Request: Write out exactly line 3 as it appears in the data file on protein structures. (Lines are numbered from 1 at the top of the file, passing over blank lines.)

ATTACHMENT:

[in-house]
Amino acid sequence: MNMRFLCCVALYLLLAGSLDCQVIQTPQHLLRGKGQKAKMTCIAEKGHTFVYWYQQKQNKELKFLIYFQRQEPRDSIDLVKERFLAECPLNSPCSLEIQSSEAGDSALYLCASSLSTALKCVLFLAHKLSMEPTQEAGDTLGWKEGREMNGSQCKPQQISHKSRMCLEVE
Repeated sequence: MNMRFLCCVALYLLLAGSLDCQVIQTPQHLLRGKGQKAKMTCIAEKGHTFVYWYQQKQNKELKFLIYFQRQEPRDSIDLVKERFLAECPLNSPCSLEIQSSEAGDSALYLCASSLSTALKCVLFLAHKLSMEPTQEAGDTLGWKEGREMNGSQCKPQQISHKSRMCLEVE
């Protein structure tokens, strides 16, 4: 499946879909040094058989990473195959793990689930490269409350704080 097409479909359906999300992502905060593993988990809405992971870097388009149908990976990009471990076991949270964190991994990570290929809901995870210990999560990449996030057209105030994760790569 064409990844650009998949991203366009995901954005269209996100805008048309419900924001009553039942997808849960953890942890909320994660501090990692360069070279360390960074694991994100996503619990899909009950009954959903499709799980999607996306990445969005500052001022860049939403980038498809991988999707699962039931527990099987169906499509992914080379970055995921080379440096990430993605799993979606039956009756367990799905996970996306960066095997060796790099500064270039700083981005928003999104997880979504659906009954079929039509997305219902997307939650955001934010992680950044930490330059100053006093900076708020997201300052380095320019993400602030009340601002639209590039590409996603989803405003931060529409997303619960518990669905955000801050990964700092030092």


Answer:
Repeated sequence: MNMRFLCCVALYLLLAGSLDCQVIQTPQHLLRGKGQKAKMTCIAEKGHTFVYWYQQKQNKELKFLIYFQRQEPRDSIDLVKERFLAECPLNSPCSLEIQSSEAGDSALYLCASSLSTALKCVLFLAHKLSMEPTQEAGDTLGWKEGREMNGSQCKPQQISHKSRMCLEVE